One thing I’ve come to discover as I’ve trained for a couple half-marathons and a full marathon is that the training can become addictive and the schedule can become almost religious in principle. Miles, miles, miles, I have to get my miles, constantly runs through my mind and anything, whether it be family or work, that gets in the way has to be tossed to the side because, I have to get my miles in for the week and those miles have to come on this day, this day, this day, and this day.
I’m currently training for my second marathon and I’m right in the thick of the training schedule. What a horrible time of the year to be stuck in the middle of a marathon training schedule.With Christmas around the corner, Thanksgiving a few weeks back, a daughter’s birthday smack in between the two holidays, the New Year’s holiday a week after Christmas, and all the snow and wind thrown in on top of those hurdles… religiously following my training schedule has been difficult to say the least.
The training schedule is also difficult on my family. Four days before Addie’s birthday she asked me, “Dad, do you HAVE to do a run on my birthday?” The answer to that question was a resounding and unfortunate, “Yes.”
With the sudden realization that I might have had my priorities out of order, as each day passed and we got closer and closer to Addie’s birthday, I started scrambling and trying to find a way to move my scheduled Saturday run to any other day so. I wanted to give Addie her birthday wish. I wanted the day to be solely about my daughter instead of my training. Unfortunately, there was no way I could move my run. The schedule would not allow to move that length of a run to a different day.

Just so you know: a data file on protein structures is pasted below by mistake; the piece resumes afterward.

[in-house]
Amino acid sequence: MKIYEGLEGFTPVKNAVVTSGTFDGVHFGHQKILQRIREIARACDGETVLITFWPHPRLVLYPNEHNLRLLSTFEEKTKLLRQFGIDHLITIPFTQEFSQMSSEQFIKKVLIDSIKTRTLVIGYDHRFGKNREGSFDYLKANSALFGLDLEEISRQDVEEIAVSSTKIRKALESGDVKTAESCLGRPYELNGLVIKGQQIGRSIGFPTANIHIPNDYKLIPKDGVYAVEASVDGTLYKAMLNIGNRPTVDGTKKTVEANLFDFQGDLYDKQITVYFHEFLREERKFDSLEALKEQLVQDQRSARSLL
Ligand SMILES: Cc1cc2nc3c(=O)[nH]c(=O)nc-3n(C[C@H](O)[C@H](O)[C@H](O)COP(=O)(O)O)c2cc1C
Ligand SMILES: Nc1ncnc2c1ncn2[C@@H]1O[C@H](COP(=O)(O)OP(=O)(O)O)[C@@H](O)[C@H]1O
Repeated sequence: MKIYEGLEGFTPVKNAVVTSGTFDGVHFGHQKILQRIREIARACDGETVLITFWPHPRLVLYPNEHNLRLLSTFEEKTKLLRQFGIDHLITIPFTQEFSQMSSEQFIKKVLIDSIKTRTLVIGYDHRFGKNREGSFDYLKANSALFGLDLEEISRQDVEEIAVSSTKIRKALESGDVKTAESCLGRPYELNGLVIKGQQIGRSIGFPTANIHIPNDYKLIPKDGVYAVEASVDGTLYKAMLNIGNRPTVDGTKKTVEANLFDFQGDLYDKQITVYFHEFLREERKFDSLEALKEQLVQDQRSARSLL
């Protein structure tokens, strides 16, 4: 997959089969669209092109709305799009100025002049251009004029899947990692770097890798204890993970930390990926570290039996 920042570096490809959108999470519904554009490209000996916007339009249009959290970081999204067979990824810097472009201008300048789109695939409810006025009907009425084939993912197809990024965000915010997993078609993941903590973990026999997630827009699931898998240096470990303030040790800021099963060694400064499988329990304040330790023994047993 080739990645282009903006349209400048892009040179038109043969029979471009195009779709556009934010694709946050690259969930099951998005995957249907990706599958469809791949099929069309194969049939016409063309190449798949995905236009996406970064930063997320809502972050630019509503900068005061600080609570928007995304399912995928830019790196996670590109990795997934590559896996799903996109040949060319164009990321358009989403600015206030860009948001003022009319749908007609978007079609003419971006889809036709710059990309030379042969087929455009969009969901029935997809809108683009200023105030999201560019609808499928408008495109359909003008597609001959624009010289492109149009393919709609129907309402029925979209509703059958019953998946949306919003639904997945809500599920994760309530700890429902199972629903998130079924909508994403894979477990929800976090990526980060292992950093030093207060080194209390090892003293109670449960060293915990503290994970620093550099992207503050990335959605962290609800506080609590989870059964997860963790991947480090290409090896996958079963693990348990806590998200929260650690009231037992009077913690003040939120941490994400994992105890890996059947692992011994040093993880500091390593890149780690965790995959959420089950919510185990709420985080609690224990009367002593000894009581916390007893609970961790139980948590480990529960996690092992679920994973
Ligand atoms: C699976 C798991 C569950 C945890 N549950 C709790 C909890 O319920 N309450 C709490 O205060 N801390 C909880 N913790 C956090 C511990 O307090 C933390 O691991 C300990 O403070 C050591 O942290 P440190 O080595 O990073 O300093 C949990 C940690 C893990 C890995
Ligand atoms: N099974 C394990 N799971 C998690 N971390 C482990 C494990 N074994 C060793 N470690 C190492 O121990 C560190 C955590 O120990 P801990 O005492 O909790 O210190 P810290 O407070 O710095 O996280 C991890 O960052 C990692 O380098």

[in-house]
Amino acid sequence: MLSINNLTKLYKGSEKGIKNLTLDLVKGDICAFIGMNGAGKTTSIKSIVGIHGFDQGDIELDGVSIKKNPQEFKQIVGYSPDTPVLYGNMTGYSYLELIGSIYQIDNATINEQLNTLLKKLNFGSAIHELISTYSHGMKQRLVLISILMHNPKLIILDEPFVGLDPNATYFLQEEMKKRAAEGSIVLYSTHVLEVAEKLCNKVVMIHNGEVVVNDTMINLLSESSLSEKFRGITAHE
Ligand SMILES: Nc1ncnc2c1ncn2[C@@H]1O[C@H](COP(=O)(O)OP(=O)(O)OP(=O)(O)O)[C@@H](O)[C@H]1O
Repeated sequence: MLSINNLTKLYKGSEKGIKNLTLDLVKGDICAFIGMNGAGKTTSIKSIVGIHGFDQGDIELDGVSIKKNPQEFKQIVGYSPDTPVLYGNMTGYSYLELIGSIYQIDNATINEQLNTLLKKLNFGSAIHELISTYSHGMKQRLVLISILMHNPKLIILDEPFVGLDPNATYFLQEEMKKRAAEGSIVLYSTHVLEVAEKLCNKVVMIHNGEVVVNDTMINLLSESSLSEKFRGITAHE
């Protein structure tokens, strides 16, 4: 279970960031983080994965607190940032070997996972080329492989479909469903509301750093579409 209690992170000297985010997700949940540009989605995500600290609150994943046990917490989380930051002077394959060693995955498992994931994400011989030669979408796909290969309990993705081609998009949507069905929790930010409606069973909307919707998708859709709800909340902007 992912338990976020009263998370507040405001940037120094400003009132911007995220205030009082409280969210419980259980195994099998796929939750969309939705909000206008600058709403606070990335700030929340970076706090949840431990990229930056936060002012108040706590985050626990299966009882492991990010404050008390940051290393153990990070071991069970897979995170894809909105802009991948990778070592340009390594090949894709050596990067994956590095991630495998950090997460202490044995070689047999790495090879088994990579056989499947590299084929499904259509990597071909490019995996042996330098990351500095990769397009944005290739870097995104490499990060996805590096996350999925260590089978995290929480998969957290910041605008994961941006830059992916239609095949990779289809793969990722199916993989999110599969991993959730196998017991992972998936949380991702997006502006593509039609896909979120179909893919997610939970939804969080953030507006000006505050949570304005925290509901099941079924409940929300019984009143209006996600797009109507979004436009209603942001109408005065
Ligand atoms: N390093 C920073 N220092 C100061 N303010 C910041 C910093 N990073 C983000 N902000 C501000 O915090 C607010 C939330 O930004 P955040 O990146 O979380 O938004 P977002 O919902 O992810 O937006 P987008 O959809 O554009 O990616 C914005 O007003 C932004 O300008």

Addie’s birthday came and as we woke up, had breakfast, opened presents and began getting ready for the day, Vivi demanded to go outside to play in the fresh snow that was still falling that morning. Casey got Vivi dressed in her snow suit and I ran upstairs and threw some boots and a winter coat on as I headed outside in my running shorts to spend 10 minutes with my girls in the snow.
One hour, one snow fort, and one snowman later, I headed back inside with my girls. The time to go running had passed and my training schedule had been shot and I don’t regret it at all. Taking a break from marathon training so I could have the chance to build snowmen and snow forts with my kids was more important. Those moments are only going to happen a few times throughout my life and one weekend run shouldn’t take priority over those small and rare moments that I get to have with my kids.
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